The next step was a hike up a dry creek bed called Railroad Gulch. Our path was soon blocked by overgrown vegetation, but we scouted out a nearby game trail that led the way up into the landscape. The terrain shifted from cottonwoods and low grassy hills into palisades of red hoodoos rising overhead with cacti, pinyon pines, and juniper dotting the dry wash. We were expecting a straightforward path to a blaze marking the treasure spot, but out here in the wilderness we realized that this place, like nature itself, was vast, varied, filled with symbolically interpretable landmarks, and composed mostly of hiding places. The sun was starting to get low, and I’d already been attacked by a jumping prickly pear.

We made our way up to a tall spire of red rock and consulted our map. We had only gone about half as far as we had expected to go and we’d run out of time. We hadn’t seen seen a soul out here. In fact we hadn’t seen any footprints, litter, or a single human-made trail. The only evidence that people ever came up here at all was a barbed-wire fence marking the boundary of the San Isabel National Forest. We also hadn’t told anyone where we were going, and this was mountain lion country (indeed—the next gulch over was named Cat Gulch for a reason). People had died looking for this treasure. Yesterday we’d shaken our heads at those fools, but now we felt like fools ourselves for rushing so stridently out into the wilderness to look for a small box that most likely was hundreds of miles away.

We made our way back down the game trail to the river, which appeared deeper, swifter, and more menacing now in the late afternoon shadows. Courtney admitted that when we’d crossed earlier she was sure several times that she was going to fall in. We walked up and down the weed-choked train tracks looking for an easier crossing, but found none. Finally, around sunset, we put in back at the same spot we’d crossed before. This time we walked side by side, holding hands to help keep each other steady. By the time we made it back to the truck and drove into town it was dark.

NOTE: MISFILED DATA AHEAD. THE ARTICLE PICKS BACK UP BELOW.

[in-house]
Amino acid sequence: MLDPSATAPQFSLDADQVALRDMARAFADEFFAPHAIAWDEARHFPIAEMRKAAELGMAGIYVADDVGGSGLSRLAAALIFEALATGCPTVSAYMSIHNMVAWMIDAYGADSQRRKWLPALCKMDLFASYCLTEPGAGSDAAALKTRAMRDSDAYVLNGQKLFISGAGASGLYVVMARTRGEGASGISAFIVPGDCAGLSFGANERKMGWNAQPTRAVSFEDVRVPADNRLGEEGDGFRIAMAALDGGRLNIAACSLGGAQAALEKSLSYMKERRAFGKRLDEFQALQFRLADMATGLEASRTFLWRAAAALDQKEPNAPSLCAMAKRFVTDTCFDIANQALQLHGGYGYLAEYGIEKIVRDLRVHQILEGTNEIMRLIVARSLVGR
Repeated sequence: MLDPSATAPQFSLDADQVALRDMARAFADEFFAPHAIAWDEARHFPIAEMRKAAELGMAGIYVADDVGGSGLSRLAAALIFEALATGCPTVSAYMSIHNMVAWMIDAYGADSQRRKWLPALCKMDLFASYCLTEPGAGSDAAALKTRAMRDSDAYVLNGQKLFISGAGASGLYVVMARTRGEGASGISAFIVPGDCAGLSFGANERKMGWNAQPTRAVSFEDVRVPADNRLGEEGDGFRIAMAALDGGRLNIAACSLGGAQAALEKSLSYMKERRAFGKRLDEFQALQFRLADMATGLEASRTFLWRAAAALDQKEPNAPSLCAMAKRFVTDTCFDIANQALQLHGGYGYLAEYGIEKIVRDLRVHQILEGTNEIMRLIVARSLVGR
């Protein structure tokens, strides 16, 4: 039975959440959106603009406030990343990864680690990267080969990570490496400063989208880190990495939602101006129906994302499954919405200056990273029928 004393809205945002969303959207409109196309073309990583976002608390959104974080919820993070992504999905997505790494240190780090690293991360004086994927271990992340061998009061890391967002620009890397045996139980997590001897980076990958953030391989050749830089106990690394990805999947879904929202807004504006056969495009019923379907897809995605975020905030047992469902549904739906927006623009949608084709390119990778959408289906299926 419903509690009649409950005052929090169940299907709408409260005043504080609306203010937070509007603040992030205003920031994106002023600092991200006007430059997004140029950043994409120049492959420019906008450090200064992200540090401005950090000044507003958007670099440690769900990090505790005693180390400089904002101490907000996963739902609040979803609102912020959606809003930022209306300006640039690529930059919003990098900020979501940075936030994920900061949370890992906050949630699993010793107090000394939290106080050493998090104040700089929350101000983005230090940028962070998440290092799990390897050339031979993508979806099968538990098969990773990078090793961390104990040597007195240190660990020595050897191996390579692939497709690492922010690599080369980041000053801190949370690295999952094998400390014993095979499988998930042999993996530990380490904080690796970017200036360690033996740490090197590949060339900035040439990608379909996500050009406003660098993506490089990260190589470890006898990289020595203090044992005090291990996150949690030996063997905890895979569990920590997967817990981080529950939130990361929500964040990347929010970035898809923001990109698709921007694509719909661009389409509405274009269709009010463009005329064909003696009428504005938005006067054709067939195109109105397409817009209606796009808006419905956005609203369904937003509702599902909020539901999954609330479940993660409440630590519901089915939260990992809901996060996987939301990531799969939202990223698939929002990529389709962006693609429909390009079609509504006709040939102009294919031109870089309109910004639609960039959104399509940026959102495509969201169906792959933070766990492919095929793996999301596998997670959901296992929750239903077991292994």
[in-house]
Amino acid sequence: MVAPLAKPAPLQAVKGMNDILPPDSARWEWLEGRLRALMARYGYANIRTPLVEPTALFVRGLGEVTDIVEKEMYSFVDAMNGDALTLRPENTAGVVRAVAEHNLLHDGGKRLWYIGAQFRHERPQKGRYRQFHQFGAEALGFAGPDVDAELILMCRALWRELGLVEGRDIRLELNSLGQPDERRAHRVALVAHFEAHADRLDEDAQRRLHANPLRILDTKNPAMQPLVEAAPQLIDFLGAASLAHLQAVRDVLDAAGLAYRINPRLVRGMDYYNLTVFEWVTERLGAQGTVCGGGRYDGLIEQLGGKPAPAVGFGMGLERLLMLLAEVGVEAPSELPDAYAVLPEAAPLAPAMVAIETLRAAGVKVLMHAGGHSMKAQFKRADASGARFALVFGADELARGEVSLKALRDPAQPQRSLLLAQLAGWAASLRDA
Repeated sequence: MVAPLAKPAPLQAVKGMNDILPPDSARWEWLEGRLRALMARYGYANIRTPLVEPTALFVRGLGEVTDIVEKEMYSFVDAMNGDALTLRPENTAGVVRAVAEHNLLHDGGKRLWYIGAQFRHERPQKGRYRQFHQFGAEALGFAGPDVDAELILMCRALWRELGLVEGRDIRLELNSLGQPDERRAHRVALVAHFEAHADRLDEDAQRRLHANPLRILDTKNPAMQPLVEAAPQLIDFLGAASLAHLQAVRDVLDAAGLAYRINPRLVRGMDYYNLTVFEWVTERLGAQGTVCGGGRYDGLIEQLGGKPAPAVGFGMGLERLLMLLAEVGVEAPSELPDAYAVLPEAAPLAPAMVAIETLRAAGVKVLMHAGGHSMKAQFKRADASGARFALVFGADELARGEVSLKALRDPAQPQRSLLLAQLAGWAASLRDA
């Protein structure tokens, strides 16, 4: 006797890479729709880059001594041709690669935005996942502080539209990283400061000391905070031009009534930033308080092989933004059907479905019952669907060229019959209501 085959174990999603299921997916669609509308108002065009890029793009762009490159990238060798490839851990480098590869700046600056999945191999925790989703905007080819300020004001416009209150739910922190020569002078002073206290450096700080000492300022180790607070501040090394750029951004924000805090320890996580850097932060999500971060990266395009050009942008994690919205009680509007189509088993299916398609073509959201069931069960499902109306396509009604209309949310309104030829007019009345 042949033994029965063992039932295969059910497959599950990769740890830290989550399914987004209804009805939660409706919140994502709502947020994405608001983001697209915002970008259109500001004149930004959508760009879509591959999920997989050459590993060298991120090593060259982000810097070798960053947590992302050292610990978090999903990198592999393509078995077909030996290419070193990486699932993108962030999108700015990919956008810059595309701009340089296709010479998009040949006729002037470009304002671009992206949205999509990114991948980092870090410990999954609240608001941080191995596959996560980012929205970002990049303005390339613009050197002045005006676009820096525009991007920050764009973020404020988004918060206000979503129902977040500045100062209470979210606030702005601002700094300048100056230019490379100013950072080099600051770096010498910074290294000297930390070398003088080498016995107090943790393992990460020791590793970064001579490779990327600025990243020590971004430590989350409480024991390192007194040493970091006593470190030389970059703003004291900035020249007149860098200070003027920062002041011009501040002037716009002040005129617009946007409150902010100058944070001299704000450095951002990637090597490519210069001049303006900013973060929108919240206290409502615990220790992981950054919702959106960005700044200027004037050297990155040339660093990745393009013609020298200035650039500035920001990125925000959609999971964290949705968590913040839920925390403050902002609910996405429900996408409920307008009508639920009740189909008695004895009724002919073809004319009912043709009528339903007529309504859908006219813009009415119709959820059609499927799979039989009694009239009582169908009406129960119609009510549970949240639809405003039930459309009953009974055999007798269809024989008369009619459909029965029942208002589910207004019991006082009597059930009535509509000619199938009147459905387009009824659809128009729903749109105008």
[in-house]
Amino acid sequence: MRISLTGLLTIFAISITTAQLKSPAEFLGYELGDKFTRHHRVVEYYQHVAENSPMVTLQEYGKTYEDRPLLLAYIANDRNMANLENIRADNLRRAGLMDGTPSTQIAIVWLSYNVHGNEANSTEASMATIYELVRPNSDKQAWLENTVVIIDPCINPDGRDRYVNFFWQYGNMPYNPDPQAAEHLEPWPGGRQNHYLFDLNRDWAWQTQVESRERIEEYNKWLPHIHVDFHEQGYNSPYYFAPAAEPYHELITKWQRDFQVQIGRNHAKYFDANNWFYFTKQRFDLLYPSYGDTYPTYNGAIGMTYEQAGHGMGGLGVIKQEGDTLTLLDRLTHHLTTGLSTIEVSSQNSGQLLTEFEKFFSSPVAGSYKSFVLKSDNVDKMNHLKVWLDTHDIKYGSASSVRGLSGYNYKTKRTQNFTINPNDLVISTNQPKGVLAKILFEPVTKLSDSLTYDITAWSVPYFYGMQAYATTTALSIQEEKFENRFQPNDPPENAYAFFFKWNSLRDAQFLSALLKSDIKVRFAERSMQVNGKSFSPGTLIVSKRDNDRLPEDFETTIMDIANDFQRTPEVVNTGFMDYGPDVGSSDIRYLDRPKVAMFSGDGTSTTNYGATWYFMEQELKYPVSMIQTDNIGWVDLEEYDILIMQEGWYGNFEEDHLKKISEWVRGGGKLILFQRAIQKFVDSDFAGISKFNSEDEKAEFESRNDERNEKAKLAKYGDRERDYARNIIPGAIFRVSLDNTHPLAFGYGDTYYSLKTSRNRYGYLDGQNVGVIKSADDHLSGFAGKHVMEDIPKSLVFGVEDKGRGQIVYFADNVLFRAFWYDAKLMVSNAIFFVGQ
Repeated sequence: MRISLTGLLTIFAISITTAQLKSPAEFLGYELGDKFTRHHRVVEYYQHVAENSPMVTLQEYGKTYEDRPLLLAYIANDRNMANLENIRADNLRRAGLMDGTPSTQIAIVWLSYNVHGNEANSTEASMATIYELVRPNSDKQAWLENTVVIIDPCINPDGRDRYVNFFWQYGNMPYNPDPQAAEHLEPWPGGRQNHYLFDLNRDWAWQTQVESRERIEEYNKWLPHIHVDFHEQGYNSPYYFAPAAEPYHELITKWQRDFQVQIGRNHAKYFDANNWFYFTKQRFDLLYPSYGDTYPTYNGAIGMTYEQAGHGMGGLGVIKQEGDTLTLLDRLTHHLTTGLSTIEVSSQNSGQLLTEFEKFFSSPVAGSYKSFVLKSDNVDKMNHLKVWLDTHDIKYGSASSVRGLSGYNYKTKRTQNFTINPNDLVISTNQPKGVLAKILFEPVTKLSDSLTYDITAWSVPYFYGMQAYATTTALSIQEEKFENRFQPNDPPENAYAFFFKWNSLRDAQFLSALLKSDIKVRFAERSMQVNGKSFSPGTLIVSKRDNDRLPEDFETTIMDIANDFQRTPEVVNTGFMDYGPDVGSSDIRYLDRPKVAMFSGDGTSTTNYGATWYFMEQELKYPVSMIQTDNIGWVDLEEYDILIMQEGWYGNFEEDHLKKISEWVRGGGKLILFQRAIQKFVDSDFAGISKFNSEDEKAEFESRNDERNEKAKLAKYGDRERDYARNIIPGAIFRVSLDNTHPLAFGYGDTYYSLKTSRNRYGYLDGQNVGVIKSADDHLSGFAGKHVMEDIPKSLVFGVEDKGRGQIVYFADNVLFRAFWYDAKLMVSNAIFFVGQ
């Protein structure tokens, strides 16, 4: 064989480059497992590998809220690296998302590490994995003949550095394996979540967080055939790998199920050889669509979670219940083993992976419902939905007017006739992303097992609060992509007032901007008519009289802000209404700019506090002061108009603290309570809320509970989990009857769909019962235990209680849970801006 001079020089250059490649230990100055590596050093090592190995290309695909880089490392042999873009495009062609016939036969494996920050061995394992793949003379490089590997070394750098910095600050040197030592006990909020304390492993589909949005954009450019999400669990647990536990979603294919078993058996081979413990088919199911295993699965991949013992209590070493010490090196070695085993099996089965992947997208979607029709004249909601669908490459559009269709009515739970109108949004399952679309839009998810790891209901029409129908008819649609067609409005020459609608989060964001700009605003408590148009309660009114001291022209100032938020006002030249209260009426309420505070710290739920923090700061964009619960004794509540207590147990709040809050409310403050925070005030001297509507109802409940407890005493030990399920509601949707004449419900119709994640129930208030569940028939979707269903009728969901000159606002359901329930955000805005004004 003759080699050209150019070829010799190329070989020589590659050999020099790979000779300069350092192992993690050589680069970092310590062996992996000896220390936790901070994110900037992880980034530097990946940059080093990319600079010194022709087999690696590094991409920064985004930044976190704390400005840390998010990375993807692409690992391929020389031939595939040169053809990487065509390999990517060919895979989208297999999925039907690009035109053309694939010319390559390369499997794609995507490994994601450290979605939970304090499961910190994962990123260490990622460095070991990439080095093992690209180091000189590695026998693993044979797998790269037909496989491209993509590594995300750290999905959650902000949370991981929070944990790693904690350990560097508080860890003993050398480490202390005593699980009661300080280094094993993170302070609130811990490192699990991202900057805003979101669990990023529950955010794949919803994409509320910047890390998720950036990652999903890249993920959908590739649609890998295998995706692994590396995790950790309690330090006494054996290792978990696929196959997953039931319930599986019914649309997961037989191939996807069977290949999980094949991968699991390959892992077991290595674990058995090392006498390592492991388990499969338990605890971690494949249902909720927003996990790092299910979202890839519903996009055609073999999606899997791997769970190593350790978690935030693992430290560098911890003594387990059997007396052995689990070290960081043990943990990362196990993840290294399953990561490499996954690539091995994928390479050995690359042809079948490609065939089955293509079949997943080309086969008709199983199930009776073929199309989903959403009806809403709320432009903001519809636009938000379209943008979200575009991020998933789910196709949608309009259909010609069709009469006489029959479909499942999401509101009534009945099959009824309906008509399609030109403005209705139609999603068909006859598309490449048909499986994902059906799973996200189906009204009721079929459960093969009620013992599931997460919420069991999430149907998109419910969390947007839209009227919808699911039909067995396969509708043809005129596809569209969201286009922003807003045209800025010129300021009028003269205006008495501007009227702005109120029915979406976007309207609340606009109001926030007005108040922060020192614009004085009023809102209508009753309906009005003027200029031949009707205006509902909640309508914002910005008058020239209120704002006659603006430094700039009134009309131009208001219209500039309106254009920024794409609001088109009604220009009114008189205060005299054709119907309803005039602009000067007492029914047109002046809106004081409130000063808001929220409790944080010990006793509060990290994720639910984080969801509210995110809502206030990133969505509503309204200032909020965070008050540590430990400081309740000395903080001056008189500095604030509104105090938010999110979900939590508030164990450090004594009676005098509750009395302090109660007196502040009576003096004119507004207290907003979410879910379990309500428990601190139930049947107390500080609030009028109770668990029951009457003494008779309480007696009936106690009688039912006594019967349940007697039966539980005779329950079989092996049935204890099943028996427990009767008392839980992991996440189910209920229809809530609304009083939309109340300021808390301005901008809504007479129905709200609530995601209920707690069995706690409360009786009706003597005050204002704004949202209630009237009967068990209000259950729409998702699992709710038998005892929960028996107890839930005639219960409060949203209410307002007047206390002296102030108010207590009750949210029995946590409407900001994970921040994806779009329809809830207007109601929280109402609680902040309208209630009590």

That was almost two weeks ago. Since then the weather has warmed up and we’ve had time to do much more research about the different spots along the canyon that could possibly be the hiding place of the Fenn Treasure. But we have not gone back into the wilderness. The irrational rush of believing we were on the verge of finding that elusive box was intoxicating, powerfully motivating, and a little scary. Through our research about the treasure we also started to realize what that rush can do to people. The pages and pages of online descriptions of incorrect “solves,” failed expeditions, and time and money spent revealed how an obsession like this can consume people’s lives, let alone their vacations. We didn’t want to go down that path. We wanted to enjoy our time in the Rockies seeing the sights we’d hoped to see to begin with, and we wanted to savor our time in the lovely town of Salida. If another day of treasure hunting came our way then we’d happily go on another hike, but we weren’t going to let it take over our trip.

Now as I sit here outside I feel relaxed. It’s almost time to go to my birthday dinner, and I’m excited to explore this town some more. A week ago I wanted nothing more for my birthday than to go treasure hunting in the wilderness. But now I’ve gotten exactly what I really want: a relaxing day without any urgency, a nice dinner out with Courtney, and maybe a quiet evening stroll along the Arkansas River.

—September 13, 2018

4 thoughts on “Treasure hunters”

  1. Jeff…I am loving following your adventures! I think you have already discovered very many treasures you and Courtney will keep forever and will be telling your kids and grandkids about. Love you both!